Louise Couper
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I’m in love, still in that fuzzy, dewy-eyed state where he can do no wrong, where he’s perfect, everything you could wish for: well-formed, sturdy legs, good teeth.  His temperament – that virtue once highly valued but alas seen as weakness today – is one of joyful bonhomie.  He is always pleased to see me, never pouts or complains.  Our new ram, Ace, is delightful.
In fact, he came from a flock which was so well-adjusted, so intensely curious about everything around them, so unafraid of humans, on a scale of one to ten of ‘psychological health’, they would have scored a ten.  And Ace is not so full of himself that he would push and shove at me – as others I have known would – to get at his grub.  He keeps a respectful distance until the food is in the trough and then inches forwards, as if to say, ‘Well, excuse me … mind if I take a mouthful?’  He finishes up well, no waste to encourage Mr and Mrs Crow to feel they can come along any time and get a hand-out.  Already he has made friends with Mrs Magpie who sits on his back and relieves him of ticks and bugs.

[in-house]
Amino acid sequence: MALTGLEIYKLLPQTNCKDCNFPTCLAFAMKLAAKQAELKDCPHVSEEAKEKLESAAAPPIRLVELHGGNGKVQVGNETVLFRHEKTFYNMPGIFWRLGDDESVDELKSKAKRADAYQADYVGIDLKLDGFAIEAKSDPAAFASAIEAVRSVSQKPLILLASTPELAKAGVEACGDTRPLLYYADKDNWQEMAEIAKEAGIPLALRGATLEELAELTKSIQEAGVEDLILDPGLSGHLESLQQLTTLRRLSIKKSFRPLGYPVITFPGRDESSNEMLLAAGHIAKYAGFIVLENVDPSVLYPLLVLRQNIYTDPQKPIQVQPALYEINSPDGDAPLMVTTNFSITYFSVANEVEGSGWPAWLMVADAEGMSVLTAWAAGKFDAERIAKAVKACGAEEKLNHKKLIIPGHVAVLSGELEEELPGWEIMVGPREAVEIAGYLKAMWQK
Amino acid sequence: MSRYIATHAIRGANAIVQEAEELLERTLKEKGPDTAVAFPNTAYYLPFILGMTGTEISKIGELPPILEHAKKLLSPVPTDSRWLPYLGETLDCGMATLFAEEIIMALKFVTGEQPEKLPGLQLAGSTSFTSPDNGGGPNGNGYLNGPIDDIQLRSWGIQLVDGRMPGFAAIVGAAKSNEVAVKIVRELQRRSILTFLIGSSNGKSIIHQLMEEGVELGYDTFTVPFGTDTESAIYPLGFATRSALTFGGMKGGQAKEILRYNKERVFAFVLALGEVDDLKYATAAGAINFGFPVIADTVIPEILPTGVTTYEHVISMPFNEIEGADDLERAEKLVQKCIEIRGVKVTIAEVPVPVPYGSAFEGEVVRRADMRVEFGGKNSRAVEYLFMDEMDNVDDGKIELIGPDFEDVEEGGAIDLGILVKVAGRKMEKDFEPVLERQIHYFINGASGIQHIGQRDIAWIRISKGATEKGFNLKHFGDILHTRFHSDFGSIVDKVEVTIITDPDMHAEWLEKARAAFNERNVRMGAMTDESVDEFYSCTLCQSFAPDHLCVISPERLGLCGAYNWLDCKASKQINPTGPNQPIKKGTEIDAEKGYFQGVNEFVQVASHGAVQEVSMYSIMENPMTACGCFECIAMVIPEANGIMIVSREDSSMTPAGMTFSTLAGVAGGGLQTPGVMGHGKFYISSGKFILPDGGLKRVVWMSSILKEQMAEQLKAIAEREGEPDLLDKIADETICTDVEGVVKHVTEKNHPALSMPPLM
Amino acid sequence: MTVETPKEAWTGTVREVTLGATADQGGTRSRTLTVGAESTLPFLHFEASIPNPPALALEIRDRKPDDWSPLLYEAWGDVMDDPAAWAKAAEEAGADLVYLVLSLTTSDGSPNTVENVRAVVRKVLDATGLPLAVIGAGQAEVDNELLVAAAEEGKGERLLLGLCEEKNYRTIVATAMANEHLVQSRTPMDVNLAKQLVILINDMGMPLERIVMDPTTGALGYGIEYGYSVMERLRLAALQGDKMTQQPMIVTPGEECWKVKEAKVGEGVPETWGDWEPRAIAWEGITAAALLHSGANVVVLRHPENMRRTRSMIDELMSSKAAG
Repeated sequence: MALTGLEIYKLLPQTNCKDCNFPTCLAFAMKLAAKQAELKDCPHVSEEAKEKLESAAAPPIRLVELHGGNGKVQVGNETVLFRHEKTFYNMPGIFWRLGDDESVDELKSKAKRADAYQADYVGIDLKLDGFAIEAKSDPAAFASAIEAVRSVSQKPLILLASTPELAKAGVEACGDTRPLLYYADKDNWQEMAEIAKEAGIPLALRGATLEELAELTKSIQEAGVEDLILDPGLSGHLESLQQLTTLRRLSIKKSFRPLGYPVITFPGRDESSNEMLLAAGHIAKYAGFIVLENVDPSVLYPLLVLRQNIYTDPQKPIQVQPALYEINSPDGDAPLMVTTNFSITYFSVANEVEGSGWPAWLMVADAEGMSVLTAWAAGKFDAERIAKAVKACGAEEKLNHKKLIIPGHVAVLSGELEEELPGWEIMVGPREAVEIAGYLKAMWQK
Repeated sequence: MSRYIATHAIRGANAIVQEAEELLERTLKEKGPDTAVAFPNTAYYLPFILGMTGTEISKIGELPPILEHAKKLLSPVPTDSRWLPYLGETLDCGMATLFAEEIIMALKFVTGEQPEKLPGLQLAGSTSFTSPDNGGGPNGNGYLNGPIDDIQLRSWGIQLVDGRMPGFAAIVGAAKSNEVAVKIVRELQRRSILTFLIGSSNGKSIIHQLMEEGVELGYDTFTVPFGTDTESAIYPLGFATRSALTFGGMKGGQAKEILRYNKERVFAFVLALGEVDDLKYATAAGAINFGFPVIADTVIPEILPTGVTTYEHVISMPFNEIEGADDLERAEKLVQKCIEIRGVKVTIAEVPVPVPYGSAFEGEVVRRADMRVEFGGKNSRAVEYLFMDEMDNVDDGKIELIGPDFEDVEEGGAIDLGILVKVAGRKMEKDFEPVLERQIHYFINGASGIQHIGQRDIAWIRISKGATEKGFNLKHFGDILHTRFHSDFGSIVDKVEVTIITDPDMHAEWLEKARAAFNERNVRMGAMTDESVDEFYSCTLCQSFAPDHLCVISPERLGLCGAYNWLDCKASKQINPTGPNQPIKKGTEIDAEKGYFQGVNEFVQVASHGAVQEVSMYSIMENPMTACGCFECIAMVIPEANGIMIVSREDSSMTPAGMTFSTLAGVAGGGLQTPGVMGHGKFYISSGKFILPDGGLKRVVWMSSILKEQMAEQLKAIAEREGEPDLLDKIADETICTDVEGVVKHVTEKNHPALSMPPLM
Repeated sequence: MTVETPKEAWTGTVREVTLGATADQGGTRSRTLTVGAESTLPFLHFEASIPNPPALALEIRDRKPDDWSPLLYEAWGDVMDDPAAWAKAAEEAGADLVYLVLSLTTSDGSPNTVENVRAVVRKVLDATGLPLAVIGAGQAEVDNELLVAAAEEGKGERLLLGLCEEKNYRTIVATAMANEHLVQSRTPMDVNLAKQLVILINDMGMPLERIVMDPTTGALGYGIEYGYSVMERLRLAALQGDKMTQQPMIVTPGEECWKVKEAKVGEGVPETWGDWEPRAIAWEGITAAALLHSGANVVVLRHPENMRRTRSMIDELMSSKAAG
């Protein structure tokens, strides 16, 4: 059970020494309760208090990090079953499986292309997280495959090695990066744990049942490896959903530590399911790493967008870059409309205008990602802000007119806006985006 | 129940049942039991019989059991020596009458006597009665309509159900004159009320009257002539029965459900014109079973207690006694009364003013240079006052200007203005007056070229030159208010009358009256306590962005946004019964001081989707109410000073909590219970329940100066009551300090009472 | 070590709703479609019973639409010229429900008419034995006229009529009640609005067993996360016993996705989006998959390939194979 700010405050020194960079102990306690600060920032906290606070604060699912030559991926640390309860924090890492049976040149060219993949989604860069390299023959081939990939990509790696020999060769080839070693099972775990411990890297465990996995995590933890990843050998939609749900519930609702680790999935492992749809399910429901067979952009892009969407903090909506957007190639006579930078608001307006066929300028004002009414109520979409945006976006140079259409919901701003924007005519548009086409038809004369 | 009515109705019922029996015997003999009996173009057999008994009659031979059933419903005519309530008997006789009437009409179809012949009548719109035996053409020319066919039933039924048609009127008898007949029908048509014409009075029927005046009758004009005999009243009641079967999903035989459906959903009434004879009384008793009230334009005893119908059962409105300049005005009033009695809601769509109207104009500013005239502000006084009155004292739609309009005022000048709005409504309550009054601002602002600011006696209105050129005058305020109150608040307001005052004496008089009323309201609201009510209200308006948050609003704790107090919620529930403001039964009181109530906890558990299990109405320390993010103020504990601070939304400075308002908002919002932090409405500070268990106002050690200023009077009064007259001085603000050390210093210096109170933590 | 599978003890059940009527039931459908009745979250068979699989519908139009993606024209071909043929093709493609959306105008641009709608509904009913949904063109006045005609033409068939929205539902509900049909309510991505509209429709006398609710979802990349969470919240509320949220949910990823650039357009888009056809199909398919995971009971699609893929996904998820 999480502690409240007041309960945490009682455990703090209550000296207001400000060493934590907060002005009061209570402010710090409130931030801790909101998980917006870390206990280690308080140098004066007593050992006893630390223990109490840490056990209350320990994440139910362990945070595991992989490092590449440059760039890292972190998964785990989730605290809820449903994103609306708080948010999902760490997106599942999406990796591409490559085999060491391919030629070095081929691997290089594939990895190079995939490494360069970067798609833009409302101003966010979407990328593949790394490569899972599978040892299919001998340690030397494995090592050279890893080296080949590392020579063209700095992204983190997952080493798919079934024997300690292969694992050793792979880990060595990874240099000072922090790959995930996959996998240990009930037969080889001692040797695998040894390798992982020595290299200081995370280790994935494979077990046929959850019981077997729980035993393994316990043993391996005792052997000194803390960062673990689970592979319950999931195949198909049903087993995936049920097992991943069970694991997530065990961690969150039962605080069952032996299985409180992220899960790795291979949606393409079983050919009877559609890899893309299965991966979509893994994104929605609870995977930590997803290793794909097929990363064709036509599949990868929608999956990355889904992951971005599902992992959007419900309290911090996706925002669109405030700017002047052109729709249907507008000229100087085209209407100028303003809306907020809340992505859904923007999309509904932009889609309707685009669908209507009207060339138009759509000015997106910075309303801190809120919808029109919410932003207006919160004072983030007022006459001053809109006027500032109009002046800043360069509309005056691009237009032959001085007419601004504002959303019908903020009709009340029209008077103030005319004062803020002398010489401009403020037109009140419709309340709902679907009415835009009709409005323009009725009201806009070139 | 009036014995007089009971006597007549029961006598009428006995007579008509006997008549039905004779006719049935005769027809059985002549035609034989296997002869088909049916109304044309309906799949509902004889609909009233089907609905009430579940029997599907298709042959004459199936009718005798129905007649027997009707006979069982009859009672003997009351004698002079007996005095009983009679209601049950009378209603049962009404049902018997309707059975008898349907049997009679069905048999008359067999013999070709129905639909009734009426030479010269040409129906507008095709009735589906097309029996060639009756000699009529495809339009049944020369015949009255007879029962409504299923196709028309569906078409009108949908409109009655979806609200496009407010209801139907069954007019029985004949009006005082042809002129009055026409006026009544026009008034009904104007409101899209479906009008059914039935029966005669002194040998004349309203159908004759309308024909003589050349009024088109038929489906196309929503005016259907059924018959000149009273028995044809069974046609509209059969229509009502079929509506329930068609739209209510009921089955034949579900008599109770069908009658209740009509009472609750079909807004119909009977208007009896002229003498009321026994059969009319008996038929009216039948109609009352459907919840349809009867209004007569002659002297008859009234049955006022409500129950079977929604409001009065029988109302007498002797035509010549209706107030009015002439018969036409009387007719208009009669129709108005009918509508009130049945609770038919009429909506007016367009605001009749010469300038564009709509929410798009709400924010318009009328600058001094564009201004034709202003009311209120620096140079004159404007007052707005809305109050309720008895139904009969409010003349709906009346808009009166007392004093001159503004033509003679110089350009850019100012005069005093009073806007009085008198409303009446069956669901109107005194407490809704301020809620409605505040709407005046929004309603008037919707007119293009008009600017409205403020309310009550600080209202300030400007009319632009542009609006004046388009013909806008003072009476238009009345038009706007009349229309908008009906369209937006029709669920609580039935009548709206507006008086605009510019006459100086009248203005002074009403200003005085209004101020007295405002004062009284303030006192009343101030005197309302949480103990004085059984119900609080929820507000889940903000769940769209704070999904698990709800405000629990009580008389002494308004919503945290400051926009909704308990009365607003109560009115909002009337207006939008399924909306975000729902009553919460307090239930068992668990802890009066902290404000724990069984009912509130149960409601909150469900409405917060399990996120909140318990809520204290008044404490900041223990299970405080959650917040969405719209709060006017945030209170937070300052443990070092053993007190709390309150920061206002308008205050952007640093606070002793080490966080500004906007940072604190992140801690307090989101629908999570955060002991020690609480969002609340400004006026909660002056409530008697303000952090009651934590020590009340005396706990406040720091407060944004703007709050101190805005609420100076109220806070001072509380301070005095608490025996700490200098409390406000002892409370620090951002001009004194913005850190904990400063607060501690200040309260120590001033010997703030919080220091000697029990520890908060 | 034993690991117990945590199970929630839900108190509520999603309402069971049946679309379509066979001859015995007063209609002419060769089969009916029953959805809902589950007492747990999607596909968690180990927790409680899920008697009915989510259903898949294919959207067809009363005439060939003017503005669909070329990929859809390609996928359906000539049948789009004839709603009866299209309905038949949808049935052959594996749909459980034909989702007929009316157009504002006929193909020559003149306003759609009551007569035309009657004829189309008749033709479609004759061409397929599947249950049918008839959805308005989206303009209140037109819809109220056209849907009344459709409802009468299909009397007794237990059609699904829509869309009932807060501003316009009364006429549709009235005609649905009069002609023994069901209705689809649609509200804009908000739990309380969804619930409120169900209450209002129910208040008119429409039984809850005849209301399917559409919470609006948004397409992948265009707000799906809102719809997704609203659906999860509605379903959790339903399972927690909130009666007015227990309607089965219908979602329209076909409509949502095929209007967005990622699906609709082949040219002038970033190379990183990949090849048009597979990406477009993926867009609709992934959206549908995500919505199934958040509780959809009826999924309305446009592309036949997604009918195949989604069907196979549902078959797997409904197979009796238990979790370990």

He was a little depressed for a day or two, missing his brothers – he is a triplet – and the other dozen or so in the flock.  But he has rallied now, sniffing the air for the telltale signs that destiny calls.  One day soon he will get to cross the fence, join the ladies who know a good thing when they see one.  For now, they stare and wonder about this new guy in the neighbourhood, follow him on Ewebook, but I digress …the Merlot.